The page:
NASHVILLE — Who wins a trade is one of the hardest things to quantify, and when multiple players, draft picks and salary implications are involved, it takes years to get a real handle on the effect a swap has on the teams involved.

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Opinion

NASHVILLE — Who wins a trade is one of the hardest things to quantify, and when multiple players, draft picks and salary implications are involved, it takes years to get a real handle on the effect a swap has on the teams involved.

Take Wednesday’s seven-piece deal between the Winnipeg Jets and the Buffalo Sabres — the layers and complexities of the deal will make it difficult to judge now and later.

Winnipeg Jets defenceman Tyler Myers (57) collides with Nashville defenceman Anton Volchenkov (20) as centre Craig Smith, right, looks for the puck in the first period of Thursday's game in Nashville, Tenn. It's too early to tell what will be the real impact of the trade that brought Myers to Winnipeg, Gary Lawless writes.

MARK ZALESKI / THE ASSOCIATED PRESS

Winnipeg Jets defenceman Tyler Myers (57) collides with Nashville defenceman Anton Volchenkov (20) as centre Craig Smith, right, looks for the puck in the first period of Thursday's game in Nashville, Tenn. It's too early to tell what will be the real impact of the trade that brought Myers to Winnipeg, Gary Lawless writes.

It’s easy to look at it as Winnipeg sending Zach Bogosian to Buffalo for Tyler Myers in one part of the deal and Evander Kane for Drew Stafford plus prospects and a first-round pick, but that’s not accurate.

In fact, it was truly a package deal and that’s the only way it was going to get done.

Flying under the radar is the flexibility this deal provides Cheveldayoff. Over the next four seasons, he’ll save $6.5 million in real cash on the difference between the Bogosian and Myers contracts.

That’s important money for the Jets as they try to deal with expiring deals for the likes of pending unrestricted free agent Michael Frolik this summer, then Andrew Ladd and Dustin Byfuglien a year after that.

Former Jets defenceman and current Nashville Predators assistant coach Phil Housley came to Winnipeg in a trade with the Sabres back in the summer of 1990. The deal involved Dale Hawerchuk moving to Buffalo but also also included a swap of first-round picks, which eventually became Keith Tkachuk and Brad May.

"Time will tell. In certain situations, things happen for a reason and trades are a part of the business," said Housley Thursday. "But this one, with Evander Kane being out, that one, I’m sure they’re planning for the future, building their team for Buffalo.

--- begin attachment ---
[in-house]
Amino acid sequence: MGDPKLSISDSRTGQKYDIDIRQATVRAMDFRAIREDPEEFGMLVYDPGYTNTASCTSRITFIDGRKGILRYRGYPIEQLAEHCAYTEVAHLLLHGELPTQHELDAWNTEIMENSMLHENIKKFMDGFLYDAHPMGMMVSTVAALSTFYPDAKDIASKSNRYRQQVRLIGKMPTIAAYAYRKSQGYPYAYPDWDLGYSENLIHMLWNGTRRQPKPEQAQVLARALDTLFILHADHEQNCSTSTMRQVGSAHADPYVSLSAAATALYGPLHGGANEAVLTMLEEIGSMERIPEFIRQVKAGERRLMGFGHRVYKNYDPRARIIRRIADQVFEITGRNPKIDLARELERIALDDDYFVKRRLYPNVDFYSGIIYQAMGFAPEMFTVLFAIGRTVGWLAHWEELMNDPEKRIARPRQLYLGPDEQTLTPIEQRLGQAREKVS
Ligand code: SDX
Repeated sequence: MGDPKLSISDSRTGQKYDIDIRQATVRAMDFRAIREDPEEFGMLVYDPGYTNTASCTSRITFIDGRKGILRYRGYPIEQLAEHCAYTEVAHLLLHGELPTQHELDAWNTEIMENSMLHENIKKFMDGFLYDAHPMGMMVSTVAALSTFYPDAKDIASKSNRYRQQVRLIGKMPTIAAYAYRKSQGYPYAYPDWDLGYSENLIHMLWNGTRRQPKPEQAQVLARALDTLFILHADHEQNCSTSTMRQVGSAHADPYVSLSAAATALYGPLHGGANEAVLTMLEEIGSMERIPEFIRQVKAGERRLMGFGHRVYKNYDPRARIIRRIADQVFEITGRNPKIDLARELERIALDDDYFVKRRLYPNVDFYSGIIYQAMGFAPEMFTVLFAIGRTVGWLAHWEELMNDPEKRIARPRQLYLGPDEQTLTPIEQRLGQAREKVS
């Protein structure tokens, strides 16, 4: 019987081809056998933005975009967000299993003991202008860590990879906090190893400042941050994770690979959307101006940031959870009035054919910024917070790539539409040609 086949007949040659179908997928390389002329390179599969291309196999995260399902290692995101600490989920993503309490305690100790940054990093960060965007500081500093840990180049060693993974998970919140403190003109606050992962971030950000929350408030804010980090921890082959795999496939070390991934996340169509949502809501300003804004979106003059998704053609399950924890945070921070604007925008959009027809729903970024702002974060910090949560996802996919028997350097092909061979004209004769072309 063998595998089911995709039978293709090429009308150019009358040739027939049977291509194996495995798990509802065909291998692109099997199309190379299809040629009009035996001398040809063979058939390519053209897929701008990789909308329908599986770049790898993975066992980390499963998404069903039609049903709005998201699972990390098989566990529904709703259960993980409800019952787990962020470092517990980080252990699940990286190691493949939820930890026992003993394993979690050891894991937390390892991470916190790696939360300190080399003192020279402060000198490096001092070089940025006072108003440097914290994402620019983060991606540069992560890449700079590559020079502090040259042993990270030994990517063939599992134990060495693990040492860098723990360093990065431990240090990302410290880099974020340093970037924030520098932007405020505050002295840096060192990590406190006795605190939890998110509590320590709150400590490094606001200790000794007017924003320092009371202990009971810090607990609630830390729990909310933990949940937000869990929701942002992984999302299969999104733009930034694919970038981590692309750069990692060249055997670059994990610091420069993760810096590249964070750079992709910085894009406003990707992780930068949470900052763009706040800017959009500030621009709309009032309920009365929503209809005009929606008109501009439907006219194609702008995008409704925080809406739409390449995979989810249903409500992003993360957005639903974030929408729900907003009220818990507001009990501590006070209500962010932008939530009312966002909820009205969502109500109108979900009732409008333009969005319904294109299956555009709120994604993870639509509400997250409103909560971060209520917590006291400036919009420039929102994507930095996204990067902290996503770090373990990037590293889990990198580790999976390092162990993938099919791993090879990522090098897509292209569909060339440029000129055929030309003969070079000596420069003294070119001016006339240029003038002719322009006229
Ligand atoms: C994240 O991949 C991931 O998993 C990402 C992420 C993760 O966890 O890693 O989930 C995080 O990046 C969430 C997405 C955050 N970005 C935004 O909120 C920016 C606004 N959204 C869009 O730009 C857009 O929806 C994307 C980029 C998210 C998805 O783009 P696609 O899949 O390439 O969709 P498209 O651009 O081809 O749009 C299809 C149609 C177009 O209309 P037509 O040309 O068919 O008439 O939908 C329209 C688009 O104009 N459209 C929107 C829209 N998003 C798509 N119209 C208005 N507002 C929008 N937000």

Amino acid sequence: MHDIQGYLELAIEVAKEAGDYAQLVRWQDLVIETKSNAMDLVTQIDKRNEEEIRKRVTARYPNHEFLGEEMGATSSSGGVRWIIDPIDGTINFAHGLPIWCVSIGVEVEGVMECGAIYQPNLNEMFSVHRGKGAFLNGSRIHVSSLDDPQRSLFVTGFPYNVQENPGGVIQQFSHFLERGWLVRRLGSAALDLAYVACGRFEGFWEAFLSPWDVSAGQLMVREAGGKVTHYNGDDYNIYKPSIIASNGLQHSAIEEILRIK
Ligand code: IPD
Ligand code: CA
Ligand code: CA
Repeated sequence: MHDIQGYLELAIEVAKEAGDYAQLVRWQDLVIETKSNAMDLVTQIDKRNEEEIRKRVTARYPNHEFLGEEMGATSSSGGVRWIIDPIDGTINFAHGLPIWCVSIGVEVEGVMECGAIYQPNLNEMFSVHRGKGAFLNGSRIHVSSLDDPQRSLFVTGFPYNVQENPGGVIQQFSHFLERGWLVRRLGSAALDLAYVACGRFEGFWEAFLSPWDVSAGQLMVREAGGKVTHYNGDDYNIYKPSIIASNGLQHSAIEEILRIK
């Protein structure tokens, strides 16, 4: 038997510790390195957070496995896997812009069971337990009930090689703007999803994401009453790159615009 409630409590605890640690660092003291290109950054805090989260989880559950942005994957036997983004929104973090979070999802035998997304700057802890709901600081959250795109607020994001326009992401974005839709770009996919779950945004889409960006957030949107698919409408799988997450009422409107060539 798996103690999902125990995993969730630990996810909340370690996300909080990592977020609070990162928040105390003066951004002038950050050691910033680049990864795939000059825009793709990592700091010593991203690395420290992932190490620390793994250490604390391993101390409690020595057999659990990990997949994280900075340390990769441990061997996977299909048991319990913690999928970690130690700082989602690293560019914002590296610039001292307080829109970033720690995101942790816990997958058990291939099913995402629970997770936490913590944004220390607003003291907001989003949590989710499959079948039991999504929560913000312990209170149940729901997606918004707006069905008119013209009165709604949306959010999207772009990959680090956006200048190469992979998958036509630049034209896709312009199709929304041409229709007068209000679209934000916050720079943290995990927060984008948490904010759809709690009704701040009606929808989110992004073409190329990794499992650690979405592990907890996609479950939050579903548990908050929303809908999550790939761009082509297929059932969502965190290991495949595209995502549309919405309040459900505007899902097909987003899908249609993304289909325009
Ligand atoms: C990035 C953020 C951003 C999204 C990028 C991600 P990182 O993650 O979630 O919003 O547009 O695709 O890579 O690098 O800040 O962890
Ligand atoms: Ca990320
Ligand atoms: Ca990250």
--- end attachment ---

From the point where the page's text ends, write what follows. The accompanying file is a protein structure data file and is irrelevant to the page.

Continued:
"Like I said, all those things will play out, but for Winnipeg, they’re getting a good defenceman in Tyler Myers. Drew Stafford has done an excellent job in Buffalo, so they’re getting some depth in those positions."

Housley’s impact in Winnipeg wasn’t truly revealed until Teemu Selanne arrived and the two formed a chemistry rarely seen in the NHL. Housley was on the ice for 56 of Selanne’s rookie-year record 76 goals in 1992-93.

Chemistry is something that can’t be predicted prior to a trade but it has a lot to do with the success players have with new teams.

"You look at these trades, especially when it’s multi players involved, you’re changing a lot of the chemistry in your team and hopefully those pieces to the puzzle fall in right away and they can create chemistry that’s needed when you get new players," he said.

Another element to consider when looking at this trade is the depth it gives Cheveldayoff in terms of assets. What if he takes the first-round pick acquired in this deal and flips it for the top-nine forward he still wants to aid in his team’s stretch run?

How a trade affects a team at different points in time is also a consideration. The Jets needed a replacement for Kane today.

The Sabres wanted Kane for the future and the fact he was injured and couldn’t interfere with their dive for Connor McDavid was also a bonus.

We’ll be sifting through the sands of this trade for a long time.

It has changed the complexion of both teams and will continue to do so.

gary.lawless@freepress.mb.ca

Twitter: @garylawless